Games Research Network

Researching analogue and digital games

Month: June 2017

Minecrafting Ceramic Narratives

From the 7 — 10 August 2017, our colleagues at The Manchester School of Art will be blurring the boundaries between digital and physical making, this Summer School will allow students to develop skills in researching, translating ideas, and using RaspberryPi. Students will develop new and exciting surfaces for ceramic ware by translating traditional ceramic scenes into innovative modern depictions, utilising Manchester School of Art’s specialist workshops and equipment.

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Podcast: Drawn to the Flame

I recently had the pleasure of chatting to Frank and Peter from Drawn to the Flame, a podcast about Fantasy Flight’s Arkham Horror Living Card Game.

We talked about our histories with board gaming, why we enjoy Arkham Horror, and how it plays with the idea of the ‘magic circle’, which plays a significant role in my research.

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Book Review – Mass Phenomena Computer Games

Massenphänomen Computerspiele: Soziale, kulturelle und wirtschaftliche Aspekte

(Computer Games as Mass Phenomenon: Social, Cultural and Economic Aspects)

By Jeffrey Wimmer

UVK Verlagsgesellschaft, 2013. ISBN: 978-3867640886

The major premise of this book is that since so many computer games are now networked, it is worthwhile studying them not merely as a form of entertainment but rather as a form of mass communication. Jeffrey Wimmer argues that the growth in popularity of computer games has resulted in a situation where they have come to form a significant element of people’s increasingly online interaction with the world. These games are therefore a complement to social media and other leisure-time and/or professional uses of digital media. This is particularly true of the younger generation and therefore means that computer games must be seen as a significant factor in young people’s socialisation. It is no longer a question of whether computer games influence people’s social behaviour but how. Naturally, this has led to some concerns, principally with regard to computer game addiction and the depiction of violence.

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Event: The Future of Esports

The Future of Esports: Challenging Work and Gender Issues in the UK’s Professional Computer Gaming Industry

Part of the Sociological Review Research Seminar Series

Funded by The Sociological Review Foundation

Wednesday, 16th August 2017
Ground Floor, ‘MadLab’, 36-40 Edge Street, Manchester, M4 1HN

‘Esports’ or electronic sports is the umbrella term for organised, competitive computer gaming usually played by paid professionals. It is an emerging entertainment market worth an estimated $1.5 billion and is comparable in size to many traditional sports, with audiences of tens, even hundreds, of millions of people worldwide. This one-day symposia seeks to build expertise between early career researchers, professional players, and industry experts who are interested in problematising the social, cultural, and economic dimensions of Esports. Sociological research on Esports has begun to highlight the precarious working conditions, such as temporary contracts and exploitative pay practices that characterise professional computer gaming. Similarly, early research into women and Esports suggests that these competitive gaming environments tend to reproduce ‘hegemonic masculinities’ which can leave women isolated and a structural disadvantage in terms of employment opportunities. At this moment, there is the need to launch fruitful and long-term collaborative research agendas to understand the nature of these issues, and establish the networks needed to bring about practical and sustainable social change. Papers and talks will be presented by academics, organisers, and campaigners, addressing a range of issues from exploitative labour practices, gender representation, social inclusion, as well as the challenges of studying player careers, and the complexities of different Esports ecologies.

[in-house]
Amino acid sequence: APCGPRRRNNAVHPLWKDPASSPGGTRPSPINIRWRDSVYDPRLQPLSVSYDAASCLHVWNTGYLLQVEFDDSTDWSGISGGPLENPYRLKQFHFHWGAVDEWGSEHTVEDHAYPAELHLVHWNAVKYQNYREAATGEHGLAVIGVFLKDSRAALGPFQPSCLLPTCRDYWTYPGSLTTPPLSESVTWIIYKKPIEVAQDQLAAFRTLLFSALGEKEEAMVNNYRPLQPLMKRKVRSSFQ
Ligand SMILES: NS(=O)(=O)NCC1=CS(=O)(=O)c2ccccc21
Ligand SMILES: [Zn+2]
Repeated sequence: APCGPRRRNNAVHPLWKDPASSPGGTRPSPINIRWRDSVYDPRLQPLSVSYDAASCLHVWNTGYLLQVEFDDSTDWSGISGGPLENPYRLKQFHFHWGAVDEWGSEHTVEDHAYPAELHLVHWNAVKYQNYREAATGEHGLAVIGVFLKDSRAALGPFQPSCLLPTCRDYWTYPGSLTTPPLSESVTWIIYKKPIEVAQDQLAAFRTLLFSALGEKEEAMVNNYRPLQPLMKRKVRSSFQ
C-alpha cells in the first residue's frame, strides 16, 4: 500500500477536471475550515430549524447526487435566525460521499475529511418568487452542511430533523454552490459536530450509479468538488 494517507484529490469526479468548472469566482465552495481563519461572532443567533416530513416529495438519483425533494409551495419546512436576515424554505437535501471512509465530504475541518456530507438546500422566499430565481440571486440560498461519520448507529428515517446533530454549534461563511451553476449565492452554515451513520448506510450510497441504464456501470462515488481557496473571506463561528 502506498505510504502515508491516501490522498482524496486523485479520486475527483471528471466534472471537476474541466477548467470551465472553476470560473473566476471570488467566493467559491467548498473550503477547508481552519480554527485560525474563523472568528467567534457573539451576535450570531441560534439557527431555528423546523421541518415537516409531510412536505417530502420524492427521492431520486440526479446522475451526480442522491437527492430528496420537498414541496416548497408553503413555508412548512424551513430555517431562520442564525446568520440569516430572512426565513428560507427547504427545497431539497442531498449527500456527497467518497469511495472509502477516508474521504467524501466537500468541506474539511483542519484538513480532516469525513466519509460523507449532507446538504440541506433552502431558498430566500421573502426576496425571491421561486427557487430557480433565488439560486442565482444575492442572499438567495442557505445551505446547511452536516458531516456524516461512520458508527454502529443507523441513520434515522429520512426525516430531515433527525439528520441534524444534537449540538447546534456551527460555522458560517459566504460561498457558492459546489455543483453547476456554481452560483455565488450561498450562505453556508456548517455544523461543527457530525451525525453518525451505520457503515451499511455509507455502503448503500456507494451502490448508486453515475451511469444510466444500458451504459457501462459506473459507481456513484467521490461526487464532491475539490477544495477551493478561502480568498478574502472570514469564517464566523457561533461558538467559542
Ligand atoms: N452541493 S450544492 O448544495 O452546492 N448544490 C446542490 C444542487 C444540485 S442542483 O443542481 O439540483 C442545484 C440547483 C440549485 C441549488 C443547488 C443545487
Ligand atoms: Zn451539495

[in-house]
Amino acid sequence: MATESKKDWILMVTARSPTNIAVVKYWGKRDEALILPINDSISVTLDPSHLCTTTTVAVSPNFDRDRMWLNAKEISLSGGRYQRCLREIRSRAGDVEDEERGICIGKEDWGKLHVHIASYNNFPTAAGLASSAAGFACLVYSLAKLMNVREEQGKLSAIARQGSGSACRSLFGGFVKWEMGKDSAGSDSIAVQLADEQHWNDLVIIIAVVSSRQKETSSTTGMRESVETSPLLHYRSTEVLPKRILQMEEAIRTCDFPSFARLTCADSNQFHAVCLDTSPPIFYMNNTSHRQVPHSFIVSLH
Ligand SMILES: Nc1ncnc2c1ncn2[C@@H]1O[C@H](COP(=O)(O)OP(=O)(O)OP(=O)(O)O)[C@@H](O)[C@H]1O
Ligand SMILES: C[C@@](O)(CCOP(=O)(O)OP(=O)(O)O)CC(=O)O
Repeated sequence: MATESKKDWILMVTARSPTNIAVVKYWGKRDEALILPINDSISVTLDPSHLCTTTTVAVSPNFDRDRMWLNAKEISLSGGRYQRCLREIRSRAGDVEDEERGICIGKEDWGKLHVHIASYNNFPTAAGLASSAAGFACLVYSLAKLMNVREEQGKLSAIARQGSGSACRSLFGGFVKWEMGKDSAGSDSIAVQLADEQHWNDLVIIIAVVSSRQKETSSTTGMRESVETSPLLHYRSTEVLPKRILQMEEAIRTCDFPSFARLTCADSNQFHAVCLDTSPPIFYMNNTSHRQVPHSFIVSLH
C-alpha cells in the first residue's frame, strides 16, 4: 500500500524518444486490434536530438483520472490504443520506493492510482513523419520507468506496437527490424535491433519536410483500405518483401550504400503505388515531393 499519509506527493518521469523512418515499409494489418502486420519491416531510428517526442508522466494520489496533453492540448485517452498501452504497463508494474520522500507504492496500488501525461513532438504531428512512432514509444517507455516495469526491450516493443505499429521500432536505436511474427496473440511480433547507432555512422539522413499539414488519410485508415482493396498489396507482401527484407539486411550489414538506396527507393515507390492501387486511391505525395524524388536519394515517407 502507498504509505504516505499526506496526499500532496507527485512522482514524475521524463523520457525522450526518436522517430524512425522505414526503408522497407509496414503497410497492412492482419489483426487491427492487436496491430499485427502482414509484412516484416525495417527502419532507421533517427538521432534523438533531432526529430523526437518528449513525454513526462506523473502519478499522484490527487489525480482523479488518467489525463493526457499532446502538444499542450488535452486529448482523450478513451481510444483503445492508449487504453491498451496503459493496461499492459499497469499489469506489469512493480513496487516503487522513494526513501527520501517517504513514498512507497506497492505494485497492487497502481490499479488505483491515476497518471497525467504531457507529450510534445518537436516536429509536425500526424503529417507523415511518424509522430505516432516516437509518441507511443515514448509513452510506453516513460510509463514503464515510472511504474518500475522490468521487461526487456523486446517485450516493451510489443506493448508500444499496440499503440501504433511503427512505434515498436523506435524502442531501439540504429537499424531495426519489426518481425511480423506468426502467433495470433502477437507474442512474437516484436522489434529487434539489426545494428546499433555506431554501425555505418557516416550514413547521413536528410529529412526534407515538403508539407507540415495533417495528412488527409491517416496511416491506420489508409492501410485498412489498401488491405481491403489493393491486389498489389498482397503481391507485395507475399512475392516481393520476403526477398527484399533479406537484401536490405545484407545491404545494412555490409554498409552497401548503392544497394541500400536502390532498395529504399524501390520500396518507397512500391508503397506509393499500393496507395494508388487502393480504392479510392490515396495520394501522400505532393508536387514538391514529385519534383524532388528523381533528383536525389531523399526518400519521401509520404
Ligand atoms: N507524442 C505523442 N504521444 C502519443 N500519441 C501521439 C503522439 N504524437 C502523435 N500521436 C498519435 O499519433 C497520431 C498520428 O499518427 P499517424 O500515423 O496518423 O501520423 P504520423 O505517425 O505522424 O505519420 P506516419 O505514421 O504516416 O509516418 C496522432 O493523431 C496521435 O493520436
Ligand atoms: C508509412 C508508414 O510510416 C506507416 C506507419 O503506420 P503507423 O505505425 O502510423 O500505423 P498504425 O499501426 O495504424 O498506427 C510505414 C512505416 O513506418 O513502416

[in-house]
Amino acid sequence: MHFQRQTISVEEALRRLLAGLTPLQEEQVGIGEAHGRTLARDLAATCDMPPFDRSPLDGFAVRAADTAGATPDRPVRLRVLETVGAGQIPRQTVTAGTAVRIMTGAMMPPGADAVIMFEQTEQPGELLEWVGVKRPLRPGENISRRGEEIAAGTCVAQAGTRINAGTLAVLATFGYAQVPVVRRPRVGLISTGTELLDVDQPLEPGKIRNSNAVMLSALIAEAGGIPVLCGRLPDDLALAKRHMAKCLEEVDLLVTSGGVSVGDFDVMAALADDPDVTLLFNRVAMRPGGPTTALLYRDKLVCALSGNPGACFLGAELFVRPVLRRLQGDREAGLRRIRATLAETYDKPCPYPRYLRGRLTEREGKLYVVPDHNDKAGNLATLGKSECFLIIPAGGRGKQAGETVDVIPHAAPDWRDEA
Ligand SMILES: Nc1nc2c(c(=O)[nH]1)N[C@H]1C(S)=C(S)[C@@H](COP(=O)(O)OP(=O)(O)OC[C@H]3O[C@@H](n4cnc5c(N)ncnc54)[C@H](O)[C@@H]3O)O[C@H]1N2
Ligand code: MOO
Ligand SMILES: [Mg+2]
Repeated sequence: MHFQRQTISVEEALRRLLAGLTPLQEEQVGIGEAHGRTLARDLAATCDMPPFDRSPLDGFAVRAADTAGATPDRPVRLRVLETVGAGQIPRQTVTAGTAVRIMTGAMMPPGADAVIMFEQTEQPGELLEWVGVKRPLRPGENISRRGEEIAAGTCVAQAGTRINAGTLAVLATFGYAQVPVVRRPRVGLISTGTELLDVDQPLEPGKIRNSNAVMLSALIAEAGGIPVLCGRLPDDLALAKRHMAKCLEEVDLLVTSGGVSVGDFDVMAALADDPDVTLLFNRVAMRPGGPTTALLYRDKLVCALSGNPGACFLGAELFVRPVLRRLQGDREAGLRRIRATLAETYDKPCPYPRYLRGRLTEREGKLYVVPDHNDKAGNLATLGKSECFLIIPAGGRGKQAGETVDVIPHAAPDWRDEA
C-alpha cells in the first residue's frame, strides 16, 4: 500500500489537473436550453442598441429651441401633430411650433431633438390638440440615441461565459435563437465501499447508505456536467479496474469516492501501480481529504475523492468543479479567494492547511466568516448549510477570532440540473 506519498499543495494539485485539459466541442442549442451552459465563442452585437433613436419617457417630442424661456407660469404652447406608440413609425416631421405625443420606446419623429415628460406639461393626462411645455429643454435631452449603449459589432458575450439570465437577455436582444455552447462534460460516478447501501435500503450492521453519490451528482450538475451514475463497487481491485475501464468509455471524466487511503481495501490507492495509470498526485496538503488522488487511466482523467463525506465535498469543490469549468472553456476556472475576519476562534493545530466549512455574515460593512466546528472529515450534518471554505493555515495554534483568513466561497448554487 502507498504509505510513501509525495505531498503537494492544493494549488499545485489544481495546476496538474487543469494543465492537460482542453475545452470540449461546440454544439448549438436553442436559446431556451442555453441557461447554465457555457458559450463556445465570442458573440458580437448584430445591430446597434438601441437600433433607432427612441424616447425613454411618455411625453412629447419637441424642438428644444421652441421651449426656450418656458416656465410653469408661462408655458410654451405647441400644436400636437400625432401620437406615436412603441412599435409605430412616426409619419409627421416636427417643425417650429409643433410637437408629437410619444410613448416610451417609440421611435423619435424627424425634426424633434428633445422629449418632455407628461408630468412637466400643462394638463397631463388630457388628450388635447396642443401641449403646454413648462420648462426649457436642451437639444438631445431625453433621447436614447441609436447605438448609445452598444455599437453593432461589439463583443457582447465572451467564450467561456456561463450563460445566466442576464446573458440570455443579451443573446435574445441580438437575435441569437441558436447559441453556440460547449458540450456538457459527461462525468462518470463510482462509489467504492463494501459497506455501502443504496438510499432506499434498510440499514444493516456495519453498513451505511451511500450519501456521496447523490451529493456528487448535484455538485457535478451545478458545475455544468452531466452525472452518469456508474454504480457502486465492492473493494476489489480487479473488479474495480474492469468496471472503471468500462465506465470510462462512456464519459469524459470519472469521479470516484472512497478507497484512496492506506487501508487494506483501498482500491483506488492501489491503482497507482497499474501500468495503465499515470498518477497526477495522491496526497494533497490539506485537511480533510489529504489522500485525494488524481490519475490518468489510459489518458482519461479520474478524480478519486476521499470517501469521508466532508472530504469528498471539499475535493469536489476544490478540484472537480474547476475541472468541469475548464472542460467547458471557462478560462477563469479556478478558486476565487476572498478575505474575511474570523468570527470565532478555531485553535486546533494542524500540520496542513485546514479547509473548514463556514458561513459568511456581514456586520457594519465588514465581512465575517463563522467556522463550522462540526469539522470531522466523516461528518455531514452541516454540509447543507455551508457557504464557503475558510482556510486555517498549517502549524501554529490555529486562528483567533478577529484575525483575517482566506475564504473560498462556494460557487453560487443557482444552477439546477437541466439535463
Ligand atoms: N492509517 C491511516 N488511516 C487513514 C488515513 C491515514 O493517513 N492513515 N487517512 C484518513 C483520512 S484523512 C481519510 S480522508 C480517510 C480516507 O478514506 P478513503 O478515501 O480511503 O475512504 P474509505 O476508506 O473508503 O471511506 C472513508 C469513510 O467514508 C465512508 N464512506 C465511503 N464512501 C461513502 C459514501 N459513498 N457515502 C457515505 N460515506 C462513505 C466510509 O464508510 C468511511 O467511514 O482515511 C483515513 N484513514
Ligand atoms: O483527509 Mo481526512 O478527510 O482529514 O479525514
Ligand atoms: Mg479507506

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CFP: Indie Interfaces Symposium on indie game dev (Sep 28-30, Montréal)

Call for Papers – Indie Interfaces Symposium
Technoculture, Art and Games Research Centre
Concordia University, Montréal, Canada
Thursday, September 28 – Saturday, September 30, 2017

Indie Interfaces” is an intimate industry-academic symposium designed to facilitate knowledge exchange between academics and influential actors working in the field of indie games. Held in Montréal, a city renowned for its diverse and vibrant game development communities, this pathbreaking event will combine roundtable discussions among industry attendees and academic research presentations to foster productive, critical dialogue and collaboration. Moving beyond definitional debates about what counts as indie, this symposium is intended to stimulate innovative, interdisciplinary academic work that can feed forward into game industry practices.

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